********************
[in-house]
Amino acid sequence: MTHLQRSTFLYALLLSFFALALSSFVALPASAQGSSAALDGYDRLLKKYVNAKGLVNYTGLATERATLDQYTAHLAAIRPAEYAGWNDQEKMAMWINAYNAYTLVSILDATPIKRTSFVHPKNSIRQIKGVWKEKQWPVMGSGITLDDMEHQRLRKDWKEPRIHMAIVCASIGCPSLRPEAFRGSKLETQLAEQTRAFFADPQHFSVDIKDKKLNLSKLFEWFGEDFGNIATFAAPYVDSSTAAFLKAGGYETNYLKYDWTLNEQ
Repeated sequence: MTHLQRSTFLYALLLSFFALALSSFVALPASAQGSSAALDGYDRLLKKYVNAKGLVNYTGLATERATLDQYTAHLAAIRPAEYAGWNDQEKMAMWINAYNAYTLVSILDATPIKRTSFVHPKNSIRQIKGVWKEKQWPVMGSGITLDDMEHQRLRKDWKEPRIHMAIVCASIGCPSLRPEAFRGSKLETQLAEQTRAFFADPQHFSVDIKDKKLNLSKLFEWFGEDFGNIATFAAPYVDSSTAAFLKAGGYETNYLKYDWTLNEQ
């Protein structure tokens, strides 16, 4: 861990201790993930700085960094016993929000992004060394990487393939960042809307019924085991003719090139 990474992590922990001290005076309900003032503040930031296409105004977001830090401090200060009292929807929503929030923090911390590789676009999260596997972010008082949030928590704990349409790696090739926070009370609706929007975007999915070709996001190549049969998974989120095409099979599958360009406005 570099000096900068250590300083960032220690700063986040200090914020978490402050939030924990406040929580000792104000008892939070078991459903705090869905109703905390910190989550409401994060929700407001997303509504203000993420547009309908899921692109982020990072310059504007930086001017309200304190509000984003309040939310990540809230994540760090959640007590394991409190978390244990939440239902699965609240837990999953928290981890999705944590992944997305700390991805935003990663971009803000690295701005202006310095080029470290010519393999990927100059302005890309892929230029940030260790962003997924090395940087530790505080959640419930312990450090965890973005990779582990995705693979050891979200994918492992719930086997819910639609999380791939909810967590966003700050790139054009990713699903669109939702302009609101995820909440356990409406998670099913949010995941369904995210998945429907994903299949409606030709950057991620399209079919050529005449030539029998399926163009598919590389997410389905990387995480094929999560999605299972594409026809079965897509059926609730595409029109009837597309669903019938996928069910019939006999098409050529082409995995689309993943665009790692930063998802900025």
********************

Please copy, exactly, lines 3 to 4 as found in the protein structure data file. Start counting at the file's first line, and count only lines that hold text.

Repeated sequence: MTHLQRSTFLYALLLSFFALALSSFVALPASAQGSSAALDGYDRLLKKYVNAKGLVNYTGLATERATLDQYTAHLAAIRPAEYAGWNDQEKMAMWINAYNAYTLVSILDATPIKRTSFVHPKNSIRQIKGVWKEKQWPVMGSGITLDDMEHQRLRKDWKEPRIHMAIVCASIGCPSLRPEAFRGSKLETQLAEQTRAFFADPQHFSVDIKDKKLNLSKLFEWFGEDFGNIATFAAPYVDSSTAAFLKAGGYETNYLKYDWTLNEQ
């Protein structure tokens, strides 16, 4: 861990201790993930700085960094016993929000992004060394990487393939960042809307019924085991003719090139 990474992590922990001290005076309900003032503040930031296409105004977001830090401090200060009292929807929503929030923090911390590789676009999260596997972010008082949030928590704990349409790696090739926070009370609706929007975007999915070709996001190549049969998974989120095409099979599958360009406005 570099000096900068250590300083960032220690700063986040200090914020978490402050939030924990406040929580000792104000008892939070078991459903705090869905109703905390910190989550409401994060929700407001997303509504203000993420547009309908899921692109982020990072310059504007930086001017309200304190509000984003309040939310990540809230994540760090959640007590394991409190978390244990939440239902699965609240837990999953928290981890999705944590992944997305700390991805935003990663971009803000690295701005202006310095080029470290010519393999990927100059302005890309892929230029940030260790962003997924090395940087530790505080959640419930312990450090965890973005990779582990995705693979050891979200994918492992719930086997819910639609999380791939909810967590966003700050790139054009990713699903669109939702302009609101995820909440356990409406998670099913949010995941369904995210998945429907994903299949409606030709950057991620399209079919050529005449030539029998399926163009598919590389997410389905990387995480094929999560999605299972594409026809079965897509059926609730595409029109009837597309669903019938996928069910019939006999098409050529082409995995689309993943665009790692930063998802900025």